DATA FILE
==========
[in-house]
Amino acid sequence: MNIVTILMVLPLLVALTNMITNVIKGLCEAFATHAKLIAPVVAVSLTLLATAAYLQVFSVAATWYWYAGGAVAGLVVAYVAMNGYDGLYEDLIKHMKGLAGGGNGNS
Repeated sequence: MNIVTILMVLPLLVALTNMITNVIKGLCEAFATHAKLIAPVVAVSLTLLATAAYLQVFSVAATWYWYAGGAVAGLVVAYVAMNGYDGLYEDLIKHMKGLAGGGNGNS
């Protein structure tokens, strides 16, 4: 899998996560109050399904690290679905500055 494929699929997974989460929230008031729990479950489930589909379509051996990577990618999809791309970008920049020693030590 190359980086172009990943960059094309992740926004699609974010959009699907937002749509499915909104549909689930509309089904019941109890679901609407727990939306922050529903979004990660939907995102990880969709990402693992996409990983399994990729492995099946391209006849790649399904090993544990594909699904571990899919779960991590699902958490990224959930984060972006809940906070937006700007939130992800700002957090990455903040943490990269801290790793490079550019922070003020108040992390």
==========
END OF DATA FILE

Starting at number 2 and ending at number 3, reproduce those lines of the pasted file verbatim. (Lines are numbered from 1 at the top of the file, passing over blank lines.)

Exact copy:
Amino acid sequence: MNIVTILMVLPLLVALTNMITNVIKGLCEAFATHAKLIAPVVAVSLTLLATAAYLQVFSVAATWYWYAGGAVAGLVVAYVAMNGYDGLYEDLIKHMKGLAGGGNGNS
Repeated sequence: MNIVTILMVLPLLVALTNMITNVIKGLCEAFATHAKLIAPVVAVSLTLLATAAYLQVFSVAATWYWYAGGAVAGLVVAYVAMNGYDGLYEDLIKHMKGLAGGGNGNS